Contaminant Transport Demonstration with Tracer Breakthrough

  • Purpose: an apparatus to demonstrate the concept of dispersion of a tracer (in this case salt) as it moves through water-saturated sand.
  • Description: Two plastic tanks connected with a sand-filled PVC tube. Adding water to both tanks and maintaining higher head in one tank than the other causes flow through the tube. After adding concentrated salt water to the tank with the higher head and mixing thoroughly, electrical conductivity is measured over time in the second tank. Constant head is maintained by adding fresh water to the first tank and allowing water to drain from the second tank. Jeane Pope (DePauw University), Tim Eaton (Queens College, CUNY), and LeeAnn Munk (University of Alaska, Anchorage). Download a diagram. ( 134kB Jul26 05)

Stream/Groundwater Interaction Model

  • Purpose: to demonstrate the interaction between groundwater and surface water in a stream.
  • Description: Inclined plexiglass tank with a layer of sand on the bottom. A channel cut in the sand layer is lined with perforated PVC pipe cut in a half cylinder and sandwiched with a fabric layer, which allows demonstration of either a gaining or losing stream. Stan Galicki (Millsaps College), Aaron Johnson (UVA's College at Wise), Laura Rademacher (Cal State, LA), Carl Renshaw (Dartmouth College), Jay Sims (Univ. of Arkansas, Little Rock), and Matt Uliana (Texas State, San Marcos). Download a diagram. ( 499kB Jul27 05)

Analog Model for a Fractured Aquifer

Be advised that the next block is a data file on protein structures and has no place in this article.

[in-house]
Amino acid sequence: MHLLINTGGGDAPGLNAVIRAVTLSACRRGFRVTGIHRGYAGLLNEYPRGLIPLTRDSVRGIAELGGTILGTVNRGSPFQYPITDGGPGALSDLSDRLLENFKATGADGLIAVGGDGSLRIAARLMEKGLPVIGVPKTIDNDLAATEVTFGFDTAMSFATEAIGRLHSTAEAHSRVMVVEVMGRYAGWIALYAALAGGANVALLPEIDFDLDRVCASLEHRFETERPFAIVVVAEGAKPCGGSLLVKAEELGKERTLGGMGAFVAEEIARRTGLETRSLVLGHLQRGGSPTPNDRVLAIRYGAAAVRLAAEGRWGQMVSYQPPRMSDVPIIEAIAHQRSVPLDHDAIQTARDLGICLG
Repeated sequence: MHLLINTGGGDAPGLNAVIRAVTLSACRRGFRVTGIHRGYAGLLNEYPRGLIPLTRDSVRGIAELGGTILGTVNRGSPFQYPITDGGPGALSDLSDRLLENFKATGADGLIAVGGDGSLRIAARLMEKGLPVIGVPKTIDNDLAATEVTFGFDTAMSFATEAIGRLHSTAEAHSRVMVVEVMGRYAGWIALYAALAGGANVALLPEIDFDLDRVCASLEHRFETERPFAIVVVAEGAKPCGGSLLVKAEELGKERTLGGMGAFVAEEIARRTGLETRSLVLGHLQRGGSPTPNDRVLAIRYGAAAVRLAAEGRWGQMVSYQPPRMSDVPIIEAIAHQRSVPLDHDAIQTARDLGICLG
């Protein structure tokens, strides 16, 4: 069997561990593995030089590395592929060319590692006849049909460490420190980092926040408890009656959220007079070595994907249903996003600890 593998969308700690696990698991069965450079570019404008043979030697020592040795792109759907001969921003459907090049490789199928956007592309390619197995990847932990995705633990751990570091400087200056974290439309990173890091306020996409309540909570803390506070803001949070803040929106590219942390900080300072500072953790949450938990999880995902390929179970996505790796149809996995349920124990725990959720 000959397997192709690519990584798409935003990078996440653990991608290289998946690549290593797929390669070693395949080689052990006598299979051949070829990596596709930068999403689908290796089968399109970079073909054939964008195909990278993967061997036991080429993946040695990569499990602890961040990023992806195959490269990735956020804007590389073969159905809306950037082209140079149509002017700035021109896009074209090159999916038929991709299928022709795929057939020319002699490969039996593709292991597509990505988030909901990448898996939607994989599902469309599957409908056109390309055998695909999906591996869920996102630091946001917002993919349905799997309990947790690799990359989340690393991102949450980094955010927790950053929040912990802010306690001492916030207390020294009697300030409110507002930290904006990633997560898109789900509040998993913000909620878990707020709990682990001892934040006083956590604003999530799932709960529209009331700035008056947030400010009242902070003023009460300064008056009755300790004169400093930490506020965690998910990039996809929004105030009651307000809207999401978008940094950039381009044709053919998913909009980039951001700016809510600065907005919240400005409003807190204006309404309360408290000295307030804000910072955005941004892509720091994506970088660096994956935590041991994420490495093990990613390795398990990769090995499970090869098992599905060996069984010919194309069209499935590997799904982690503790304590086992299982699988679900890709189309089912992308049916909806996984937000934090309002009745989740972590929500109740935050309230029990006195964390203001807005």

• Purpose: a model to demonstrate the movement of contaminants through networks of fractures.
  • Description: A fracture sheet of gypsum wallboard sandwiched between sheets of plexiglass with spot sources of dye (simulated contaminants). Adding water to the model spreads the dye, modeling the spread of contaminants in a fractured aquifer. Horacio Ferriz (Cal State, Stanislaus), Don Siegel (Syracuse University), Solomon Isiorho (Indiana Univ.—Purdue Univ., Ft. Wayne), Tom Lachmar (Utah State Univ.), Joe Yelderman (Baylor Univ.), and Devin Castendyk (SUNY Oneonta). Download a diagram. (Microsoft Word 44kB Jul27 05)

Analog Model of an Earth Dam

  • Purpose: a model to demonstrate the geometry of the water table across an earth dam.
  • Description: Model of a clay-cored earth dam sandwiched between sheets of plexiglass. Horacio Ferriz (Cal State, Stanislaus), Don Siegel (Syracuse University), Solomon Isiorho (Indiana Univ.—Purdue Univ., Ft. Wayne), Tom Lachmar (Utah State Univ.), Joe Yelderman (Baylor Univ.), and Devin Castendyk (SUNY Oneonta). Download a diagram. (Microsoft Word 41kB Jul27 05)

Tension Saturated Zone (Capillary Fringe) Demonstration

  • Purpose: to demonstrate that water held in the capillary fringe fills all the pores but is held at slightly less than atmospheric pressure. Addition of a small amount of water converts this zone to a saturated zone.